2.1. History of Viruses in Cancer Therapy

Even though the term “oncolytic virus” did not immediately appear in the field of oncology, the first clinician credited for observing a virus inducing spontaneous tumor regression dates back to De Pace in 1912 [80]; he administered a rabies vaccine after a female patient was bitten by a dog, and her gynecological tumor began shrinking. There were also case reports from before De Pace, where a tumor would begin regressing alongside the incidence of a natural infection. In these reports, many of the patients had malignancies such as lymphomas or leukemia, both of which create significant immunosuppressive environments [81,82,83]. George Dock’s case has been widely referenced because there was a woman with leukemia who went into remission after being infected with influenza; her enlarged spleen and liver reduced in size almost back to normal, and she had a 70-fold reduction in leukocytes. The original report was made in 1896 and published in 1904, before De Pace, and nearly 40 years prior to influenza being categorized as a viral infection in 1933 [84].
Throughout the 1920s, Levaditi and Nicolau from the Pasteur Institute experimented on tumors transplanted into animals, mostly rabbits. They showed evidence that multiple “naturally occurring” viruses could induce the remission of implanted tumors, including complete regressions [85]. Newcastle disease virus (NDV) emerged as a virus of interest, originally isolated from poultry, by Levaditi and Haber, who more extensively described its oncolytic activity in 1936 [86]. In the late 1940s–50s, clinical trials commenced in the United States with naturally occurring viruses, such as dengue virus, West Nile virus, mumps virus, and NDV. These trials were abandoned, as most patients either suffered from viral disease in addition to their cancer or oncolytic effects were short-lived upon the development of antiviral antibodies [87].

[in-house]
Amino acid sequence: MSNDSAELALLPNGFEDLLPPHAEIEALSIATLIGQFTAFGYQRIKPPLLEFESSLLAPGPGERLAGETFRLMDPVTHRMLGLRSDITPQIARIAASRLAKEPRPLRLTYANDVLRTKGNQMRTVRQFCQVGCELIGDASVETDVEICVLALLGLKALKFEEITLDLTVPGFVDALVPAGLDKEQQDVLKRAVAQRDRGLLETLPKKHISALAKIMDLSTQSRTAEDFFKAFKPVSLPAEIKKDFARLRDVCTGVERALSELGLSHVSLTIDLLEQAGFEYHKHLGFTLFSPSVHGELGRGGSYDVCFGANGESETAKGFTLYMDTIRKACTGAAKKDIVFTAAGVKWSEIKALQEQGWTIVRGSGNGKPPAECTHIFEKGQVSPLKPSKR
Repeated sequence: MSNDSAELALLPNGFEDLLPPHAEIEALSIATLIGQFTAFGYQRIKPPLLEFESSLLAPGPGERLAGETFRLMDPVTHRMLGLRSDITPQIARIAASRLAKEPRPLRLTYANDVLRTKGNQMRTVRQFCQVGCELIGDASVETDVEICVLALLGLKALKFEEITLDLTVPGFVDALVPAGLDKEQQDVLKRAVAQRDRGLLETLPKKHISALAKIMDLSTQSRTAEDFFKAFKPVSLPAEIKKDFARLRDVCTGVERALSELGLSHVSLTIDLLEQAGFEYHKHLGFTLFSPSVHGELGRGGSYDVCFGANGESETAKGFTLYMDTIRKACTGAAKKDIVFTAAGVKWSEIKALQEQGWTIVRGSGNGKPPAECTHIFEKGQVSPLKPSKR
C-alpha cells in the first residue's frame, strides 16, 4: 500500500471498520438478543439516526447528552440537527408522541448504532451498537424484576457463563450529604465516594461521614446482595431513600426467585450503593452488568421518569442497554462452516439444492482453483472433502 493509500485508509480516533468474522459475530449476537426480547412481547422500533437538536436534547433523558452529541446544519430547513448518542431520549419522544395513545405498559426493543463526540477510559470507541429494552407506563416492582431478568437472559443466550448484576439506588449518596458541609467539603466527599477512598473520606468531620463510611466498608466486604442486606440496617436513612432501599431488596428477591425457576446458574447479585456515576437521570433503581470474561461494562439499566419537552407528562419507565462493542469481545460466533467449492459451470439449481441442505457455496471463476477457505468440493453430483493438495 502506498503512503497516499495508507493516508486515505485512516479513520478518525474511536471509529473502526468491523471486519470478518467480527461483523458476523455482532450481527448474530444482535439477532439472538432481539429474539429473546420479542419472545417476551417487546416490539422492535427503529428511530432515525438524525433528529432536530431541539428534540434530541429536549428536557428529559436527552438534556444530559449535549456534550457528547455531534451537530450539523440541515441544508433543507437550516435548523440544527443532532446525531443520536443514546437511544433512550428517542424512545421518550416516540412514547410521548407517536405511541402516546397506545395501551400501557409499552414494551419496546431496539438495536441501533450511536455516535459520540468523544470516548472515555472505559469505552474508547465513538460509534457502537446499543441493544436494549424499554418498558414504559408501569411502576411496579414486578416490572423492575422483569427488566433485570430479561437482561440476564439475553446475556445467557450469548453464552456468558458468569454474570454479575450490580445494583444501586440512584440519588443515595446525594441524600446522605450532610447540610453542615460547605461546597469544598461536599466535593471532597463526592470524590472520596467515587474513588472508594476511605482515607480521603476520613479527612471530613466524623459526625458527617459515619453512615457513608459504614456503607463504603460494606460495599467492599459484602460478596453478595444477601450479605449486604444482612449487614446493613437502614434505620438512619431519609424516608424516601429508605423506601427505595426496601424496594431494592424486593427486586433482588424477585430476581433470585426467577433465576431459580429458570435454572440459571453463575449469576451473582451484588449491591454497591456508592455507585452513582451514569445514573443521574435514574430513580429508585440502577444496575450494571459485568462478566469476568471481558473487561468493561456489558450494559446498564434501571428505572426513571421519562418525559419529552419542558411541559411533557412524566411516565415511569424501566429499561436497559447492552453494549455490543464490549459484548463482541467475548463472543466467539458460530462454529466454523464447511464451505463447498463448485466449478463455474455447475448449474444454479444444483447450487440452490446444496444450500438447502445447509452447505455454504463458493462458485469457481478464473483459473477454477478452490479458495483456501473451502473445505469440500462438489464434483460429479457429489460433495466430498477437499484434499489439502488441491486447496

Separately in 1949, there were two patients with Hodgkin’s lymphoma that experienced brief incidents of remission after becoming infected with hepatitis B virus. This generated a clinical trial where 22 patients with Hodgkin’s lymphomas were treated with impure samples of sera or tissue from individuals infected with “the hepatitis” virus [88]. Of the 22 patients, the first died directly from the virus and 13 others developed disease from hepatitis B; however, 7 of those who showed signs of viral disease had noticeable improvement in their cancer for at least 30 days, and 4 in that group even had tumor regressions. However, the trials with hepatitis viruses were stopped due to unacceptable toxicities.